Neutropenia can differentiate from antibody deficiency disorders, where a class or different classes of immunoglobulins are below the normal range or absence. These disorders may present clinically by recurrent infections with bacteria and fungi; some of them are opportunistic pathogens, so the use of antimicrobials to treat infectious diseases is a norm. A patient with neutropenia may have an intact acquired immune response but a low number or impaired function of neutrophils. Some complement system deficiency, e.g., C3 deficiency manifests with multiple extracellular bacterial infections and may resemble neutropenia, but can rule out by quantification and functional assessment of the complement system.
The prognosis of neutropenia disorders depends on the cause and organs involved. CGD has a better prognosis if allogeneic bone marrow transplantation can successfully achieve. Neutropenia due to chemotherapy or drugs may cause remission once the treatment is over. Some primary defects of neutrophil functions affect the prognosis, where devastating fatal diseases can lead to death at a young age.
Serious infections occur in a significant number of patients with neutropenia, and many require repeated admissions. Without treatment, neutropenia is associated with a high risk of death.
Neutropenia is a serious life-threatening disorder with high morbidity and mortality. Thus the condition is best managed by an interprofessional team that includes physicians, nurses, and pharmacists. A specialist in infectious diseases, internal medicine specialists, or pediatricians should recommend treatment options, including antibiotics and antifungal. A patient with severe neutropenia is considered to have a life-threatening disorder and should be monitored regularly for complete blood cell count, blood chemistry, infectious disease markers, and immunotherapy. Nurses looking after these patients should know what signs and symptoms to monitor for and when to call the specialist. They educate the patient about precautions and warning signs. Pharmacists review the prescription for dose, contraindications, and interactions. They, too, provide patient education.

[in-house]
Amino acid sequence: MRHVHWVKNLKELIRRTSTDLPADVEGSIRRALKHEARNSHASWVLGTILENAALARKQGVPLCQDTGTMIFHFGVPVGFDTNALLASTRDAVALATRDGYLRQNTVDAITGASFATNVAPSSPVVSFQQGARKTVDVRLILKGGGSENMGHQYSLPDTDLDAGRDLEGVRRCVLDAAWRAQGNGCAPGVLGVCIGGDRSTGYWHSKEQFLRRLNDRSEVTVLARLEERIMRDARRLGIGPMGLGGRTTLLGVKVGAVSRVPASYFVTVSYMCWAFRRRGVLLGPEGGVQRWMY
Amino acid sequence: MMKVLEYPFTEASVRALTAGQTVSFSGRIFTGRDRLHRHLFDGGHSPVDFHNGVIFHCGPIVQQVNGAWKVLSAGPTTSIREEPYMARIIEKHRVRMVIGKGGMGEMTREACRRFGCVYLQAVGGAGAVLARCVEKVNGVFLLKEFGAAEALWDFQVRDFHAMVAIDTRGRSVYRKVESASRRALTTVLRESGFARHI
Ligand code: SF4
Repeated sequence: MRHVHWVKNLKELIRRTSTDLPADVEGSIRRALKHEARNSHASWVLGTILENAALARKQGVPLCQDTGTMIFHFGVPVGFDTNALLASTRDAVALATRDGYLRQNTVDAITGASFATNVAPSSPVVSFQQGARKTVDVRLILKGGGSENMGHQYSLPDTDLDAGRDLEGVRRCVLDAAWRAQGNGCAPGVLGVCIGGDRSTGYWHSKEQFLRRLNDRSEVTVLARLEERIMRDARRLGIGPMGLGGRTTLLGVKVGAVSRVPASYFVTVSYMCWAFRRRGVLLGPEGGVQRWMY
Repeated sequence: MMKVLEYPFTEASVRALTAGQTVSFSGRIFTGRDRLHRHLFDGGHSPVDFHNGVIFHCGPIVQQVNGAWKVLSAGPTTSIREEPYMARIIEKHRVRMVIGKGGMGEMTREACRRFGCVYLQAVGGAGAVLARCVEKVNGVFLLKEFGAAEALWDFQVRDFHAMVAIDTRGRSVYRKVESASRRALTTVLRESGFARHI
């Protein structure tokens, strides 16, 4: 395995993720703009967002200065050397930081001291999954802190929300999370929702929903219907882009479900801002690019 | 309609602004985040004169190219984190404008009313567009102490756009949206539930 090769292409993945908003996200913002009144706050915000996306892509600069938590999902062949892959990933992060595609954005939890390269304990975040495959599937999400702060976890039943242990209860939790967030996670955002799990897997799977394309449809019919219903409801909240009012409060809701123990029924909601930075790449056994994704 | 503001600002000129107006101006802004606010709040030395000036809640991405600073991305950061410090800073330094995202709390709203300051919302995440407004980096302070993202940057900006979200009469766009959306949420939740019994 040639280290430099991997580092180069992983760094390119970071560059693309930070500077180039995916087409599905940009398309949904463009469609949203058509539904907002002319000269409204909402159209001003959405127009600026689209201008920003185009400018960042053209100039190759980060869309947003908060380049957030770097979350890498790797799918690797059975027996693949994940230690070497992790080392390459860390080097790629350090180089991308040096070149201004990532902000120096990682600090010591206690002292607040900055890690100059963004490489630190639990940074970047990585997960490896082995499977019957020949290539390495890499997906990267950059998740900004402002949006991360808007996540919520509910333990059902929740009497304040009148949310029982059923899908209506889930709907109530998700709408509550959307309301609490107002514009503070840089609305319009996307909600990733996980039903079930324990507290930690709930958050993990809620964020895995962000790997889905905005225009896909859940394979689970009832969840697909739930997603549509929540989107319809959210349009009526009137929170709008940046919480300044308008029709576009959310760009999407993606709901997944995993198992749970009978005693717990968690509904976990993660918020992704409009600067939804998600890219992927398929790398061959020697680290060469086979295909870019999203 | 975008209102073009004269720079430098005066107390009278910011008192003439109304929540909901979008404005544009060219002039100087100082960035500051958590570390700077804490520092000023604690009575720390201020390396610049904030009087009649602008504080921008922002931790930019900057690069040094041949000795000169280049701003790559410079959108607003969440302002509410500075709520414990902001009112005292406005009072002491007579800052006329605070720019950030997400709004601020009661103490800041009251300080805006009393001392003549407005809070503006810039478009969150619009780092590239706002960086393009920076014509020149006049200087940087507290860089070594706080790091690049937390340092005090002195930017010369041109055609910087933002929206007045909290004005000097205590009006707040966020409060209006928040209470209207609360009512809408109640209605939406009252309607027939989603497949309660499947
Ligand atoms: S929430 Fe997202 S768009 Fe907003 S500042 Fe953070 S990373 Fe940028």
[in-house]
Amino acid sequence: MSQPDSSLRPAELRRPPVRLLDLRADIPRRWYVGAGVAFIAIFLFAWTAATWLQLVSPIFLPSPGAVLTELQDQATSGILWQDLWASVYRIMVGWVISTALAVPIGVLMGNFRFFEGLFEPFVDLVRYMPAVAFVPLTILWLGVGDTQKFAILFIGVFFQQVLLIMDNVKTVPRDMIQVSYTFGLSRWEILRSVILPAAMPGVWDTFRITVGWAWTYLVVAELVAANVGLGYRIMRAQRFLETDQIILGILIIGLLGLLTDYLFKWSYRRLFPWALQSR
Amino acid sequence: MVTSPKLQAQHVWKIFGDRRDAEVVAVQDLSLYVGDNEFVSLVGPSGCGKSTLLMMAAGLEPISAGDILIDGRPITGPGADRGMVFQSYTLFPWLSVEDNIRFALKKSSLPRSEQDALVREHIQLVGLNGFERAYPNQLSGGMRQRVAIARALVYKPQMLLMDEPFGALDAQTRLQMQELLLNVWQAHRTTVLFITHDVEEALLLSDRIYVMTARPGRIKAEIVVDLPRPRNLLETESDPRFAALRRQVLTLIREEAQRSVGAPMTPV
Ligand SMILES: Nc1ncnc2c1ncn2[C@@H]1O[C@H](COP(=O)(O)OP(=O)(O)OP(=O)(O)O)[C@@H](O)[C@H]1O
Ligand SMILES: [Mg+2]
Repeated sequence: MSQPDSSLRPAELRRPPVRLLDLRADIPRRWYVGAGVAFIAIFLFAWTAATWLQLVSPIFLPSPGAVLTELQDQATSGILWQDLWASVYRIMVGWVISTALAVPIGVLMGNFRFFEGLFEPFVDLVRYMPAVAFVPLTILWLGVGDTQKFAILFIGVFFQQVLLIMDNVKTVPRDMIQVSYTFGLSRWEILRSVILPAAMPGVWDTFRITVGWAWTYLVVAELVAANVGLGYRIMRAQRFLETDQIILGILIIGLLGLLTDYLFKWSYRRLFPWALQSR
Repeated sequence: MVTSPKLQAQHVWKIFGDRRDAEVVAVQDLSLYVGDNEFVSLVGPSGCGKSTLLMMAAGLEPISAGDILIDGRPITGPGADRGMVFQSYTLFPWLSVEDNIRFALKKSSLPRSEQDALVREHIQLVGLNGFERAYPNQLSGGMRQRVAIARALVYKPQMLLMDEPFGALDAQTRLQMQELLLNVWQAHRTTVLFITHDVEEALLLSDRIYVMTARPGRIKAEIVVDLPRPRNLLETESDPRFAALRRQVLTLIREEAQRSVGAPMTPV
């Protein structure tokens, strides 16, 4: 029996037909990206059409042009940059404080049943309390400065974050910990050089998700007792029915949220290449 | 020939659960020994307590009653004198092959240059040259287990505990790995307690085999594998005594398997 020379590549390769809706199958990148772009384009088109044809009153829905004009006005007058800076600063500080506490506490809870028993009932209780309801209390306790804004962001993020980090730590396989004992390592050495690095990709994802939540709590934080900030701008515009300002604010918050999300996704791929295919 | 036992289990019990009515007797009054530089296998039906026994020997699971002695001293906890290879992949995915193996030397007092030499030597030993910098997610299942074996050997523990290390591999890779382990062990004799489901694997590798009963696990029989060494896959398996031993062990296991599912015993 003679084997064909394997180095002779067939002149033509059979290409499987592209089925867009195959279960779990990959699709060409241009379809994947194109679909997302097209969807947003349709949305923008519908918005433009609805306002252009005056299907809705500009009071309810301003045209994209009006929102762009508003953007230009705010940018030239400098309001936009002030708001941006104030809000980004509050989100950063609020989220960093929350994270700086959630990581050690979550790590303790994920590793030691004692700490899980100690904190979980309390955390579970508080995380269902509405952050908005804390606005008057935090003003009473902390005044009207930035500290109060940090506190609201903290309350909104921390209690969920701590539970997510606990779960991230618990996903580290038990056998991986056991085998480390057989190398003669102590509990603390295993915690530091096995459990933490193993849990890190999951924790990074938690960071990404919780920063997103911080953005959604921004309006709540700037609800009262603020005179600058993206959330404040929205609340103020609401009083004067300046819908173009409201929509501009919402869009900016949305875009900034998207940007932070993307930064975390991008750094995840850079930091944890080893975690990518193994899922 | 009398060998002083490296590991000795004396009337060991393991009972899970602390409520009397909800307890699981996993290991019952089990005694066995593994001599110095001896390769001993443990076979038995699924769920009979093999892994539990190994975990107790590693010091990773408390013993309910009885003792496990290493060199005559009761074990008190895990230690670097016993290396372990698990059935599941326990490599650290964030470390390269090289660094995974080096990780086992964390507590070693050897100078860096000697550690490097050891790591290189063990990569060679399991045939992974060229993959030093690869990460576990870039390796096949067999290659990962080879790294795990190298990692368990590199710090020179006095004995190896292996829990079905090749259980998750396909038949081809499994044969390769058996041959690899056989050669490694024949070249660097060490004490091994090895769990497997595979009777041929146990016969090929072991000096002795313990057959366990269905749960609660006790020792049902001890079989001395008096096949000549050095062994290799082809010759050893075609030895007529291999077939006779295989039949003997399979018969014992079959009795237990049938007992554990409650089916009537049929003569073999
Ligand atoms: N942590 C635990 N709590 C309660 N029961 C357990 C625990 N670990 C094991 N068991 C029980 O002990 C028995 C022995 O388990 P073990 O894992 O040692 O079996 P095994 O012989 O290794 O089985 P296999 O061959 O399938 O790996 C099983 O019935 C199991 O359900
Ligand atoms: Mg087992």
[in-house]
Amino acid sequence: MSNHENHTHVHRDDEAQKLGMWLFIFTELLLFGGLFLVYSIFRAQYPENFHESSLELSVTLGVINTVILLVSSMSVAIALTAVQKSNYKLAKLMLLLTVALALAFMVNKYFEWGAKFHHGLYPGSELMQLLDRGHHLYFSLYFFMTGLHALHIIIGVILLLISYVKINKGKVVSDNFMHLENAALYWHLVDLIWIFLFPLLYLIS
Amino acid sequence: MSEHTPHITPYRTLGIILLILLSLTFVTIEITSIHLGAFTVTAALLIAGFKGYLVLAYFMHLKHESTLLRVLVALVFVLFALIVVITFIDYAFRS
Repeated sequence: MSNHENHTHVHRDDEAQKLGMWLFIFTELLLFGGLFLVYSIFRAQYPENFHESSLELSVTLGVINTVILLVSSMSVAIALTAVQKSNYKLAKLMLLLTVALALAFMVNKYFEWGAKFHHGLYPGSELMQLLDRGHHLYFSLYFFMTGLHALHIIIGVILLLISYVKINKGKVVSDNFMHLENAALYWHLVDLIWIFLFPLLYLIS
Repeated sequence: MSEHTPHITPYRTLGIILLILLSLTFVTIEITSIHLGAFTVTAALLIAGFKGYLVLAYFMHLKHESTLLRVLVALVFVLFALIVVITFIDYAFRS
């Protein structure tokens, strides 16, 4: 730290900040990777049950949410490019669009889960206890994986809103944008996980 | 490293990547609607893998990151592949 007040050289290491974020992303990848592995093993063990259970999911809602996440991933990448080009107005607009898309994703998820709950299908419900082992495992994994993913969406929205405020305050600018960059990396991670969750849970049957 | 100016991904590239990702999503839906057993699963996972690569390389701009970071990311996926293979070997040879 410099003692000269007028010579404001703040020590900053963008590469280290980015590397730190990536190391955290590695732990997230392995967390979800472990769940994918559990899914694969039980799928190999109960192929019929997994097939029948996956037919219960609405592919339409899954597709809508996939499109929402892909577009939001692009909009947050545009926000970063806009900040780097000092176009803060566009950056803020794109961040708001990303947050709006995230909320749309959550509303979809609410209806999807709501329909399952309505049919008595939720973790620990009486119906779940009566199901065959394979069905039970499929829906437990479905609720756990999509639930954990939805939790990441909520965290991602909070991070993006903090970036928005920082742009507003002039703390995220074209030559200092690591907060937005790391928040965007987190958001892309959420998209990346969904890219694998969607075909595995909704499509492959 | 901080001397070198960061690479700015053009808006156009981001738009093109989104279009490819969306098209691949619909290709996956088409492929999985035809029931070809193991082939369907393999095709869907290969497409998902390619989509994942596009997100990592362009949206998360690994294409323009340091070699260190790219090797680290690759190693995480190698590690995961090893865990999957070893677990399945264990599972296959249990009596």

Further, these patients should avoid exposure to people and wear a face mask in public. The pharmacist should assess the medications and immediately recommend discontinuation of those associated with neutropenia. Those who are undergoing chemotherapy should be educated about handwashing and symptoms to watch for.
The use of neutrophil colony-stimulating factors should be monitored by an immunologist or hematologist to treat the side effects of this cytokine efficiently.
Only through such a team approach can the morbidity of neutropenia be lowered. [Level 5]